Seti: That is bad: the gods punish evildoers. What did your God do to you, Canaanite?

Jacob: I sought for happiness for all of my life. I thought that true love would make my life perfect. I loved my dear Rachel, but God closed her womb, and opened Leah’s. Desperate, Rachel made me marry Bilhah, and Leah made me take Zilpah to wife. And so, I was caught up in a web of wives, concubines, and family jealousy, which affected all of my children.

Seti: We, too, married, but spent most of Our life as a soldier, under arms. We are no lover; we chose the sword and the bow, the chariot, the war-trumpet, and the glory and blood of conquest. Did you waste your time pursuing love, O Canaanite? Then, you’re a fool. Now, We, Seti I, We are practical, all the way. Now that We have peace, We have chosen to build: the Great Temple of Amun, and We have begun what is to be the most decorated temple of all time: the Temple of Osiris in Abydos. Yes, We will be known as a great Builder!

Jacob: I, too, wished for a great legacy: to be the greatest shepherd in all of Canaan. I struggled daily to wrest more and more sheep from my stingy father-in-law, Lavan, and, with God’s help, succeeded. He hated me, and I fled in the dead of night—only to have to deal with my vengeful brother Esau—but I wrestled with—an angel, I believe—and God stood by me, though I did not deserve it—I—I—(he begins to weep)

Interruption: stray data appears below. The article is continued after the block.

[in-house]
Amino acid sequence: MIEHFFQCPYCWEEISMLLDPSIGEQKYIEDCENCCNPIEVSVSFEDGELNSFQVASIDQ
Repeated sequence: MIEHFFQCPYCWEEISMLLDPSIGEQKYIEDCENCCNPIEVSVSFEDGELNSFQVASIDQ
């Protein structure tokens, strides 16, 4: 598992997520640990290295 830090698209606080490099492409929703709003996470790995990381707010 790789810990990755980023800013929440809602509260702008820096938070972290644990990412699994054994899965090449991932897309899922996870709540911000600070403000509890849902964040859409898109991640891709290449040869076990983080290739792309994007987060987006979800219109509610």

Seti (embarrassed): Well, well, Canaanite—Jacob—it’s good to speak with you. Now, I must go. Jacob? Jacob? Your Royal Audience with me is over. (claps hands; Jacob cries harder) Joseph! I say there—Milord Chamberlain! Cup-bearer! Go fetch Joseph—Ah, there you are! (Joseph enters)

Joseph (bowing): My liege.

Seti: See to your father, won’t you? (Seti leaves, mumbling, “The nerve! Breaking down in tears over nothing—can you imagine? Etc.)

Joseph (to Jacob, touching him on the arm): Hey, Pop? (Jacob looks up, smiles through his tears)

Jacob: Oh, Joey—my boy, my long-lost boy—how I’ve missed you—

Joseph: C’mon, Pop—let’s go have a cup of mead, waddaya say? Oh, and welcome to Egypt.

Jacob (as Joseph leads him out): Joseph? That king you work for—he’s a pretty tough customer, huh?

Joseph: Oh, yeah, Pop. You bet! But I can handle him. We’re gonna be OK, here, Pop—you’ll see.

Jacob: I hope so (Looks up to Heaven). Oh, God, I hope so.


Rabbi David Hartley Mark is from New York City’s Lower East Side. He attended Yeshiva University, the City University of NY Graduate Center for English Literature, and received semicha at the Academy for Jewish Religion. He currently teaches English at Everglades University in Boca Raton, FL, and has a Shabbat pulpit at Temple Sholom of Pompano Beach. His literary tastes run to Isaac Bashevis Singer, Stephen King, King David, Kohelet, Christopher Marlowe, and the Harlem Renaissance.

Enjoyed this archived service or article? Click here to donate $3 to OneShul (care of PunkTorah).

Leave a Reply